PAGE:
The consensus among legal philosophers is probably that rule-based legal expert systems leave much to be desired as aids in legal decision-making. Why? What can we do about it? A bureaucrat administering some set of complex rules will ascertain the facts and apply the rules to them in order to discover their consequences for the case in hand. This process of deductive reasoning is characteristically bureaucratic.
Although the AI paradigm is useful for building knowledge-based systems for the applied natural sciences, there are dangers when it is extended into the domains of business, law and other social systems. It is misleading to treat knowledge as a commodity that can be separated from the context in which it is regularly used. Especially when it relates to social behaviour, knowledge should be treated as socially constructed, interpreted and maintained through its practical use in context. The meanings of terms (...) in a knowledge-base are assumed to be references to an objective reality whereas they are instruments for expressing values and exercising power. Expert systems that are not perspicuous to the expert community will lose their meanings and cease to contain genuine knowledge, as they will be divorced from the social processes essential for the maintenance of both meaning and knowledge. Perspicuity is usually sacrificed when knowledge is represented in a formalism, with the result that the original problem is compounded with a second problem of penetrating the representation language. Formalisms that make business and legal problems easier to understand are one essential research goal, not only in the quest for intelligent machines to replace intelligent human beings, but also in the wiser quest for computers to support collaborative work and other forms of social problem solving. (shrink)
Two fundamental paradigms are in conflict. Expert systems are the creation of the artificial intelligence paradigm which presumes that an objective reality can be understood and controlled by an individual expert intelligence that can be replaced by machinery. The alternative paradigm assumes that reality is the subjective product of human beings striving to collaborate through shared norms and experiences, a process that can be assisted by but never replaced by computers. The first paradigm is appropriate in the domains of natural (...) science and mathematics but dangerous in social sciencet business and, especially, the law. Expert systems are constructed on the basis of a number of metaphysical assumptions that are invalid in the legal domain. These assumptions are assimilated through a number ofcommonplace metaphors that guide the thoughts of the majority of people entering the computing field who are usually trained in first paradigm subjects such as mathematics and the natural science. This inappropriate paradigm hinders our progress in the field of computers and law. We need to adopt a socially orientated view of tbe nature of reality, of language, of meaning, of intelligence, and of reasoning. It will be easier then to build computer systems to facilitate social interactions in the legal domain and easier to understand why boxes that try to imitate legal expertise are intrinsically fraudulent. (shrink)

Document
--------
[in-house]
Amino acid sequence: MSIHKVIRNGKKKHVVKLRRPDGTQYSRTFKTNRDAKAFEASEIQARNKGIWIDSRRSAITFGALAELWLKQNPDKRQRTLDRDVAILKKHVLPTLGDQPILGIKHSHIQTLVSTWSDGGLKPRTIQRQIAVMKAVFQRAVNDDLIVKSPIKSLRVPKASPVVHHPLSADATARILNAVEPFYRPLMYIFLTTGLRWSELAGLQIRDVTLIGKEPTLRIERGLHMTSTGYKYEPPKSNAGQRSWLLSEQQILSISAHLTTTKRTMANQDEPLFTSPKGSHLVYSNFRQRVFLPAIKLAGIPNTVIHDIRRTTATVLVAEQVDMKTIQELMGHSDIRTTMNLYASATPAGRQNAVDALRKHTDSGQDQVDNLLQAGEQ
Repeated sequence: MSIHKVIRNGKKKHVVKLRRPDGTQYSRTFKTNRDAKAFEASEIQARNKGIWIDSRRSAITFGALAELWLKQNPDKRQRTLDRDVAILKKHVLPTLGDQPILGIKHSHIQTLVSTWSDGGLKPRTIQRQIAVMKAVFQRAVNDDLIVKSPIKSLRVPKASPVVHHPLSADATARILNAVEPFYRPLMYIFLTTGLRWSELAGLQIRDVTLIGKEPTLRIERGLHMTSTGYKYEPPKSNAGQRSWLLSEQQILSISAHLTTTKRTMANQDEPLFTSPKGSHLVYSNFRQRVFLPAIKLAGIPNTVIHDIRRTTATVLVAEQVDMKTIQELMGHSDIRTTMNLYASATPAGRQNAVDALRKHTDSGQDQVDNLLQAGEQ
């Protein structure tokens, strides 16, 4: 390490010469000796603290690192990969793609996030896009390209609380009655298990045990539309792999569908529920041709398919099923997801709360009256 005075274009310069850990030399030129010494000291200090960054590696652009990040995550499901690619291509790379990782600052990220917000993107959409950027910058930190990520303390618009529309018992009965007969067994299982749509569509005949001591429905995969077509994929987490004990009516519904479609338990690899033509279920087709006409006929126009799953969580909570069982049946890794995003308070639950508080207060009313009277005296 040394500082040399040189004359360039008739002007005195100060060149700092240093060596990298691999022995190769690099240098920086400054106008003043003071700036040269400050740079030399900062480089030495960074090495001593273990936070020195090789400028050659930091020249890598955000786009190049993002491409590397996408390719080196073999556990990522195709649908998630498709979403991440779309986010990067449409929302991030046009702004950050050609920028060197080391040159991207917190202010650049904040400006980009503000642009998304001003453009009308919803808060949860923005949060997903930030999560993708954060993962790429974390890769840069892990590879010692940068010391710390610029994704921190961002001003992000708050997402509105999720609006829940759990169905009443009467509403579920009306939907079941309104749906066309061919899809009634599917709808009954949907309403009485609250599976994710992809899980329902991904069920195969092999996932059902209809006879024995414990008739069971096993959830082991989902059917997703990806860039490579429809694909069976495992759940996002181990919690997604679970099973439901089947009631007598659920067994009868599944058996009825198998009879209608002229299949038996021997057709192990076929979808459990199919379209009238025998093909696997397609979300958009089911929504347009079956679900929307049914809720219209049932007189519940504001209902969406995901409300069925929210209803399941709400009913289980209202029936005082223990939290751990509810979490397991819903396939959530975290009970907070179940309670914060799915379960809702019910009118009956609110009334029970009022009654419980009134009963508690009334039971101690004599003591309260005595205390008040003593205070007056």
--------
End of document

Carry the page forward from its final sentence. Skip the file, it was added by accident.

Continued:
Careful examination of the facts of record shows that the JRE has been as successful as its competitors in expanding the cultural range and scope of inquiry in religious ethics. Yet it should be noted that the debate between cultural particularists and philosophical ethicists, a debate that has shaped the actual practices of the field of comparative religious studies, has not been vigorously pursued in these pages. Likewise, the JRE has not yet realized its potential to foster collaborative work among (...) scholars working in different religious traditions, to encourage attention to neglected topics, or to enlarge, through fuller attention to diverse religious traditions, the range of ethical and metaethical interests that dominate inquiry in religious ethics. (shrink)
The treatise was in origin a polemic against the Erasistrateans in Rome whom Galen found to be in opposition to his own views. It is of interest not only for Galen's views on venesection but also for the fragments of the writings of Erastistratus contained in it. The text has not yet appeared in a modern critical edition. The Kühn edition of 1826 is the most recent, but Kühn did not go beyond the work of the Renaissance editors in dealing (...) with the numerous corruptions of the text. The emendations proposed below are occasioned by the want of a satisfactory reading anywhere in the tradition. (shrink)
The notion of stakeholder salience based on attributes (e.g., power, legitimacy, urgency) is applied in the family business setting. We argue that where principal institutions intersect (i.e., family and business); managerial perceptions of stakeholder salience will be different and more complex than where institutions are based on a single dominant logic. We propose that (1) whereas utilitarian power is more likely in the general business case, normative power is more typical in family business stakeholder salience; (2) whereas in a general (...) business context legitimacy is socially constructed; for family stakeholders, legitimacy is based on heredity; and (3) whereas temporality and criticality are somewhat independent in general-business urgency, they are linked in the family business case because of family ties and family-centered non-economic goals. We apply this theoretical framework to position and integrate the contributions to this special section of Business Ethics Quarterly on “Stakeholder Theory, Ethics, Corporate Social Responsibility, and Family Enterprise.”. (shrink)